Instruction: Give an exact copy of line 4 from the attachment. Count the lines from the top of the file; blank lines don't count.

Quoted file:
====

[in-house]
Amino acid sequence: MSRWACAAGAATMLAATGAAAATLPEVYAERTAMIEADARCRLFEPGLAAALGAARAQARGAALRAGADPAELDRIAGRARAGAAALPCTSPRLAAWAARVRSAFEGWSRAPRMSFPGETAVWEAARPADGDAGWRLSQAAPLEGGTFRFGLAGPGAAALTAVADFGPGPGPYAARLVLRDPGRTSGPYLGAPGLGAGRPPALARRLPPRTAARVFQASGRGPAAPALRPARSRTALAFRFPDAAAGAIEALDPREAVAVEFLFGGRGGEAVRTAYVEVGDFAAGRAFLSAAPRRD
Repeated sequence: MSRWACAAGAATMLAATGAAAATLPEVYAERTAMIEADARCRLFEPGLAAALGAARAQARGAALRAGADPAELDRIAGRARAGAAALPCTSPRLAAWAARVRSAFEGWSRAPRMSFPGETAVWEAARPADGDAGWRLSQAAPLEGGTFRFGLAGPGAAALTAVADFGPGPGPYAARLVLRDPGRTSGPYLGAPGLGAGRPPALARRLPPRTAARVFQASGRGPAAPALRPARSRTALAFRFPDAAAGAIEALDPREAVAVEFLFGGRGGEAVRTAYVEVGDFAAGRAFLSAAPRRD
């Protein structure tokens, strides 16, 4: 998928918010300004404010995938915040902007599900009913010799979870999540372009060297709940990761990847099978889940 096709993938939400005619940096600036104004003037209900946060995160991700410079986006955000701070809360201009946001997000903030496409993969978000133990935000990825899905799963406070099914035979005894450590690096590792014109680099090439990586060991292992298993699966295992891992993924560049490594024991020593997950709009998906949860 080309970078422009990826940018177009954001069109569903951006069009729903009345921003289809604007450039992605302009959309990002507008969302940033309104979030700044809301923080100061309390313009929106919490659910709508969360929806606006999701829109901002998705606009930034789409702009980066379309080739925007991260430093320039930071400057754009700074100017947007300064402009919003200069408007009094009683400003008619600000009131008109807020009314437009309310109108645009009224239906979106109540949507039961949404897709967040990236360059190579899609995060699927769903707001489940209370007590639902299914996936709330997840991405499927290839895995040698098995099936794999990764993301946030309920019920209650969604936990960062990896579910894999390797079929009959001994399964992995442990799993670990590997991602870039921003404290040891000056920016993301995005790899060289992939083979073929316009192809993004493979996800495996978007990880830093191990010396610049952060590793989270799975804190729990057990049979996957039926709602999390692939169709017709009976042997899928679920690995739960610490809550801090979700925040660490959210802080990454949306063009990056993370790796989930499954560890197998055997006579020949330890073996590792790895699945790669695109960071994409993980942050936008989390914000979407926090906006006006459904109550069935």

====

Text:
């Protein structure tokens, strides 16, 4: 998928918010300004404010995938915040902007599900009913010799979870999540372009060297709940990761990847099978889940 096709993938939400005619940096600036104004003037209900946060995160991700410079986006955000701070809360201009946001997000903030496409993969978000133990935000990825899905799963406070099914035979005894450590690096590792014109680099090439990586060991292992298993699966295992891992993924560049490594024991020593997950709009998906949860 080309970078422009990826940018177009954001069109569903951006069009729903009345921003289809604007450039992605302009959309990002507008969302940033309104979030700044809301923080100061309390313009929106919490659910709508969360929806606006999701829109901002998705606009930034789409702009980066379309080739925007991260430093320039930071400057754009700074100017947007300064402009919003200069408007009094009683400003008619600000009131008109807020009314437009309310109108645009009224239906979106109540949507039961949404897709967040990236360059190579899609995060699927769903707001489940209370007590639902299914996936709330997840991405499927290839895995040698098995099936794999990764993301946030309920019920209650969604936990960062990896579910894999390797079929009959001994399964992995442990799993670990590997991602870039921003404290040891000056920016993301995005790899060289992939083979073929316009192809993004493979996800495996978007990880830093191990010396610049952060590793989270799975804190729990057990049979996957039926709602999390692939169709017709009976042997899928679920690995739960610490809550801090979700925040660490959210802080990454949306063009990056993370790796989930499954560890197998055997006579020949330890073996590792790895699945790669695109960071994409993980942050936008989390914000979407926090906006006006459904109550069935």